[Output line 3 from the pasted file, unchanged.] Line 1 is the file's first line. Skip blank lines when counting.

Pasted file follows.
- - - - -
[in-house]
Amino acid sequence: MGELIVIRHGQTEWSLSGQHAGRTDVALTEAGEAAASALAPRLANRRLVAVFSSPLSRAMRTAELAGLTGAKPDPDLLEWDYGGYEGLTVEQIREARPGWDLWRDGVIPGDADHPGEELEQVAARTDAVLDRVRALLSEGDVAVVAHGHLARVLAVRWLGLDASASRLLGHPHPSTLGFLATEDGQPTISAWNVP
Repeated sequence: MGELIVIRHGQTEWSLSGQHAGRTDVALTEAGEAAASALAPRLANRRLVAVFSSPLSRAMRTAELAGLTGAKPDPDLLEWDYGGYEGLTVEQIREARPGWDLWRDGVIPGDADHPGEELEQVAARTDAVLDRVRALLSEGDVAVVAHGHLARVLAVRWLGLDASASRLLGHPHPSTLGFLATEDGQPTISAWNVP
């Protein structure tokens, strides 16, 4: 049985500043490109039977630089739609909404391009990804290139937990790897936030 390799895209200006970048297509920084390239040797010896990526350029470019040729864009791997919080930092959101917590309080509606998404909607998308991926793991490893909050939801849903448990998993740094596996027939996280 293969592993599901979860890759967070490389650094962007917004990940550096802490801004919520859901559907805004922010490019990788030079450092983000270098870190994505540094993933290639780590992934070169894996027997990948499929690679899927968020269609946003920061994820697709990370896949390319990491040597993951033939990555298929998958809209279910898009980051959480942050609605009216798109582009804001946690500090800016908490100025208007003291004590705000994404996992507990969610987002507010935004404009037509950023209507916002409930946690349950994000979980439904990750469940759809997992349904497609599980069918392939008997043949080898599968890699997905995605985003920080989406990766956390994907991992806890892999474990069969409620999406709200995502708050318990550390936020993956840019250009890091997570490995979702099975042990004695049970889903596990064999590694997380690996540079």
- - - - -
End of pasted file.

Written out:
Repeated sequence: MGELIVIRHGQTEWSLSGQHAGRTDVALTEAGEAAASALAPRLANRRLVAVFSSPLSRAMRTAELAGLTGAKPDPDLLEWDYGGYEGLTVEQIREARPGWDLWRDGVIPGDADHPGEELEQVAARTDAVLDRVRALLSEGDVAVVAHGHLARVLAVRWLGLDASASRLLGHPHPSTLGFLATEDGQPTISAWNVP